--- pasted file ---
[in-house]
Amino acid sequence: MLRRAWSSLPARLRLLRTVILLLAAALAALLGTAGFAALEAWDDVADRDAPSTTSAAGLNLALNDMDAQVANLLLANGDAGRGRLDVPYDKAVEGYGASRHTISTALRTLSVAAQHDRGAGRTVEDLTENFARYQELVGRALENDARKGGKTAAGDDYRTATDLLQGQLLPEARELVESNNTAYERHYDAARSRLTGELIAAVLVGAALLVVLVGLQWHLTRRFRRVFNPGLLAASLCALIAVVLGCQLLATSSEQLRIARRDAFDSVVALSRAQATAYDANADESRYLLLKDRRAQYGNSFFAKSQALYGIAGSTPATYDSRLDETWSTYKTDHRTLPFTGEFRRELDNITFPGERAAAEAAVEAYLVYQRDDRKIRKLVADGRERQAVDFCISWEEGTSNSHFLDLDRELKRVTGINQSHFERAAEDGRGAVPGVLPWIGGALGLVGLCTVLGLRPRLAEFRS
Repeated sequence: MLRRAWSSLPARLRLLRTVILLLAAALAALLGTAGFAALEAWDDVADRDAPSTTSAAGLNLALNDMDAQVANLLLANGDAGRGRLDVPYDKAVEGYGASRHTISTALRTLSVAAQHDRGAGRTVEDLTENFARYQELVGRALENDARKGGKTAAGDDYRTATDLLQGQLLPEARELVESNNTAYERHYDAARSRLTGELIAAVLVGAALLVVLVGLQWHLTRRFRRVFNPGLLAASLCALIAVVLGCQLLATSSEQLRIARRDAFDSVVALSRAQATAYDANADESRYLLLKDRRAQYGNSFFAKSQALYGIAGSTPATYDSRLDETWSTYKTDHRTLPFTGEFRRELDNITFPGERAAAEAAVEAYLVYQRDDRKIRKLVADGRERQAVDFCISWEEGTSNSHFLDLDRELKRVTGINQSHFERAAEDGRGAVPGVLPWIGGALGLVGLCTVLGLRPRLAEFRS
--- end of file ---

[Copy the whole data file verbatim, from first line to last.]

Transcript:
[in-house]
Amino acid sequence: MLRRAWSSLPARLRLLRTVILLLAAALAALLGTAGFAALEAWDDVADRDAPSTTSAAGLNLALNDMDAQVANLLLANGDAGRGRLDVPYDKAVEGYGASRHTISTALRTLSVAAQHDRGAGRTVEDLTENFARYQELVGRALENDARKGGKTAAGDDYRTATDLLQGQLLPEARELVESNNTAYERHYDAARSRLTGELIAAVLVGAALLVVLVGLQWHLTRRFRRVFNPGLLAASLCALIAVVLGCQLLATSSEQLRIARRDAFDSVVALSRAQATAYDANADESRYLLLKDRRAQYGNSFFAKSQALYGIAGSTPATYDSRLDETWSTYKTDHRTLPFTGEFRRELDNITFPGERAAAEAAVEAYLVYQRDDRKIRKLVADGRERQAVDFCISWEEGTSNSHFLDLDRELKRVTGINQSHFERAAEDGRGAVPGVLPWIGGALGLVGLCTVLGLRPRLAEFRS
Repeated sequence: MLRRAWSSLPARLRLLRTVILLLAAALAALLGTAGFAALEAWDDVADRDAPSTTSAAGLNLALNDMDAQVANLLLANGDAGRGRLDVPYDKAVEGYGASRHTISTALRTLSVAAQHDRGAGRTVEDLTENFARYQELVGRALENDARKGGKTAAGDDYRTATDLLQGQLLPEARELVESNNTAYERHYDAARSRLTGELIAAVLVGAALLVVLVGLQWHLTRRFRRVFNPGLLAASLCALIAVVLGCQLLATSSEQLRIARRDAFDSVVALSRAQATAYDANADESRYLLLKDRRAQYGNSFFAKSQALYGIAGSTPATYDSRLDETWSTYKTDHRTLPFTGEFRRELDNITFPGERAAAEAAVEAYLVYQRDDRKIRKLVADGRERQAVDFCISWEEGTSNSHFLDLDRELKRVTGINQSHFERAAEDGRGAVPGVLPWIGGALGLVGLCTVLGLRPRLAEFRS